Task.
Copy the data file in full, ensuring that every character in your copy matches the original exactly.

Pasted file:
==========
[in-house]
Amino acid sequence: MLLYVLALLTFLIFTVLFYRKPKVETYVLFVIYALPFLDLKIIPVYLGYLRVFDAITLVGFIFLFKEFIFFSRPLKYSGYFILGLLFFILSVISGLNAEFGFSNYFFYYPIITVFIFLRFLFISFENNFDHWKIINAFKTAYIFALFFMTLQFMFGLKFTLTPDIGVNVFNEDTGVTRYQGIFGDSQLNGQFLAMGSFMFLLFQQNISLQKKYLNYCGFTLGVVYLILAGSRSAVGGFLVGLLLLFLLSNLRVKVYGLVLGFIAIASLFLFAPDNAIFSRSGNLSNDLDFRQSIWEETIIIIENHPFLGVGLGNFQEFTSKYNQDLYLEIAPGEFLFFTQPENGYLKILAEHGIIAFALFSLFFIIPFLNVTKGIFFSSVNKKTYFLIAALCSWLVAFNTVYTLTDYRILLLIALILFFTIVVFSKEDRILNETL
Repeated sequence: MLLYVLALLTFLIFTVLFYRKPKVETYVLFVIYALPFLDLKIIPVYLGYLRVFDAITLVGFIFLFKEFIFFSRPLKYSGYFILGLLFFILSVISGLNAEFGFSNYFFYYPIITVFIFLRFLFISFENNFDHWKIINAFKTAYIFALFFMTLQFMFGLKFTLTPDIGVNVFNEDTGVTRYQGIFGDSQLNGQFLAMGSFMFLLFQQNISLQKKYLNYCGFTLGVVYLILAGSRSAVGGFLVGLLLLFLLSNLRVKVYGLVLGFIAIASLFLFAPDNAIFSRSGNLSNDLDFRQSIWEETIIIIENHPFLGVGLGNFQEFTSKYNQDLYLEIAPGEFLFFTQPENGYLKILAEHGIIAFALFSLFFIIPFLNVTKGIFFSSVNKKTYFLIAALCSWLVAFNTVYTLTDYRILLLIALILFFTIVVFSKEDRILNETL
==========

[in-house]
Amino acid sequence: MLLYVLALLTFLIFTVLFYRKPKVETYVLFVIYALPFLDLKIIPVYLGYLRVFDAITLVGFIFLFKEFIFFSRPLKYSGYFILGLLFFILSVISGLNAEFGFSNYFFYYPIITVFIFLRFLFISFENNFDHWKIINAFKTAYIFALFFMTLQFMFGLKFTLTPDIGVNVFNEDTGVTRYQGIFGDSQLNGQFLAMGSFMFLLFQQNISLQKKYLNYCGFTLGVVYLILAGSRSAVGGFLVGLLLLFLLSNLRVKVYGLVLGFIAIASLFLFAPDNAIFSRSGNLSNDLDFRQSIWEETIIIIENHPFLGVGLGNFQEFTSKYNQDLYLEIAPGEFLFFTQPENGYLKILAEHGIIAFALFSLFFIIPFLNVTKGIFFSSVNKKTYFLIAALCSWLVAFNTVYTLTDYRILLLIALILFFTIVVFSKEDRILNETL
Repeated sequence: MLLYVLALLTFLIFTVLFYRKPKVETYVLFVIYALPFLDLKIIPVYLGYLRVFDAITLVGFIFLFKEFIFFSRPLKYSGYFILGLLFFILSVISGLNAEFGFSNYFFYYPIITVFIFLRFLFISFENNFDHWKIINAFKTAYIFALFFMTLQFMFGLKFTLTPDIGVNVFNEDTGVTRYQGIFGDSQLNGQFLAMGSFMFLLFQQNISLQKKYLNYCGFTLGVVYLILAGSRSAVGGFLVGLLLLFLLSNLRVKVYGLVLGFIAIASLFLFAPDNAIFSRSGNLSNDLDFRQSIWEETIIIIENHPFLGVGLGNFQEFTSKYNQDLYLEIAPGEFLFFTQPENGYLKILAEHGIIAFALFSLFFIIPFLNVTKGIFFSSVNKKTYFLIAALCSWLVAFNTVYTLTDYRILLLIALILFFTIVVFSKEDRILNETL